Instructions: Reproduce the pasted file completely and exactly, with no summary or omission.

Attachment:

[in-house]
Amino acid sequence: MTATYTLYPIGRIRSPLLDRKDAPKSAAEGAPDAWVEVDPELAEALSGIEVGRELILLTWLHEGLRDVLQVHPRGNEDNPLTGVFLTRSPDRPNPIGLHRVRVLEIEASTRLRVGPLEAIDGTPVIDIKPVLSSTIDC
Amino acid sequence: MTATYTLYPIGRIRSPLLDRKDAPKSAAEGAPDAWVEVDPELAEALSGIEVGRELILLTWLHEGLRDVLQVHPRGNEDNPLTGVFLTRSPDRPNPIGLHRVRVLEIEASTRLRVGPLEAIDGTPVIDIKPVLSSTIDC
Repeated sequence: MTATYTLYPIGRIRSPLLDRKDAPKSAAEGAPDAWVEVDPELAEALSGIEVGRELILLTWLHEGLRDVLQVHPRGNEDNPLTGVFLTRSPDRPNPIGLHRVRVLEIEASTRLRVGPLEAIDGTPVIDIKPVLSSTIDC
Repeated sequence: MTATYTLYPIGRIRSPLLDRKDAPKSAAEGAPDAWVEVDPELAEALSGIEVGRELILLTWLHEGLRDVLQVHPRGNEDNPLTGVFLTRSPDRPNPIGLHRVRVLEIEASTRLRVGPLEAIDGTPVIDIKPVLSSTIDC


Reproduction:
[in-house]
Amino acid sequence: MTATYTLYPIGRIRSPLLDRKDAPKSAAEGAPDAWVEVDPELAEALSGIEVGRELILLTWLHEGLRDVLQVHPRGNEDNPLTGVFLTRSPDRPNPIGLHRVRVLEIEASTRLRVGPLEAIDGTPVIDIKPVLSSTIDC
Amino acid sequence: MTATYTLYPIGRIRSPLLDRKDAPKSAAEGAPDAWVEVDPELAEALSGIEVGRELILLTWLHEGLRDVLQVHPRGNEDNPLTGVFLTRSPDRPNPIGLHRVRVLEIEASTRLRVGPLEAIDGTPVIDIKPVLSSTIDC
Repeated sequence: MTATYTLYPIGRIRSPLLDRKDAPKSAAEGAPDAWVEVDPELAEALSGIEVGRELILLTWLHEGLRDVLQVHPRGNEDNPLTGVFLTRSPDRPNPIGLHRVRVLEIEASTRLRVGPLEAIDGTPVIDIKPVLSSTIDC
Repeated sequence: MTATYTLYPIGRIRSPLLDRKDAPKSAAEGAPDAWVEVDPELAEALSGIEVGRELILLTWLHEGLRDVLQVHPRGNEDNPLTGVFLTRSPDRPNPIGLHRVRVLEIEASTRLRVGPLEAIDGTPVIDIKPVLSSTIDC